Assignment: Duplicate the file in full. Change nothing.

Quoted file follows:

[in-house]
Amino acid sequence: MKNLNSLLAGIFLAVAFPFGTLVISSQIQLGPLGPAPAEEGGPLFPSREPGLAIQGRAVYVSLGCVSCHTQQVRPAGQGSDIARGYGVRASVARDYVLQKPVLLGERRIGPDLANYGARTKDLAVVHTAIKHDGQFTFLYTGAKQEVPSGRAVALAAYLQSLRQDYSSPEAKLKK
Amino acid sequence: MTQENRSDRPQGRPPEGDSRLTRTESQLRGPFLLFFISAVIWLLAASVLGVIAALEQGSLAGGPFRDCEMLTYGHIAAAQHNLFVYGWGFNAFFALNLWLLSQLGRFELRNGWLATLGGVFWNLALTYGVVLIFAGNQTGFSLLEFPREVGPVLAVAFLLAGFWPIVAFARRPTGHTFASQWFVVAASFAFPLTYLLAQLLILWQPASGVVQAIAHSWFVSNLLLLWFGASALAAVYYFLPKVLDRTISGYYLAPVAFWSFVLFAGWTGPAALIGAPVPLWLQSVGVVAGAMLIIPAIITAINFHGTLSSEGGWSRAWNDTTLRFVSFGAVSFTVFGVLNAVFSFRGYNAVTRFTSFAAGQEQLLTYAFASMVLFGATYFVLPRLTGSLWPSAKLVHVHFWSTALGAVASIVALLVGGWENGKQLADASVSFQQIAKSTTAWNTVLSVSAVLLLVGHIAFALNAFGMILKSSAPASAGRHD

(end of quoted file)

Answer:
[in-house]
Amino acid sequence: MKNLNSLLAGIFLAVAFPFGTLVISSQIQLGPLGPAPAEEGGPLFPSREPGLAIQGRAVYVSLGCVSCHTQQVRPAGQGSDIARGYGVRASVARDYVLQKPVLLGERRIGPDLANYGARTKDLAVVHTAIKHDGQFTFLYTGAKQEVPSGRAVALAAYLQSLRQDYSSPEAKLKK
Amino acid sequence: MTQENRSDRPQGRPPEGDSRLTRTESQLRGPFLLFFISAVIWLLAASVLGVIAALEQGSLAGGPFRDCEMLTYGHIAAAQHNLFVYGWGFNAFFALNLWLLSQLGRFELRNGWLATLGGVFWNLALTYGVVLIFAGNQTGFSLLEFPREVGPVLAVAFLLAGFWPIVAFARRPTGHTFASQWFVVAASFAFPLTYLLAQLLILWQPASGVVQAIAHSWFVSNLLLLWFGASALAAVYYFLPKVLDRTISGYYLAPVAFWSFVLFAGWTGPAALIGAPVPLWLQSVGVVAGAMLIIPAIITAINFHGTLSSEGGWSRAWNDTTLRFVSFGAVSFTVFGVLNAVFSFRGYNAVTRFTSFAAGQEQLLTYAFASMVLFGATYFVLPRLTGSLWPSAKLVHVHFWSTALGAVASIVALLVGGWENGKQLADASVSFQQIAKSTTAWNTVLSVSAVLLLVGHIAFALNAFGMILKSSAPASAGRHD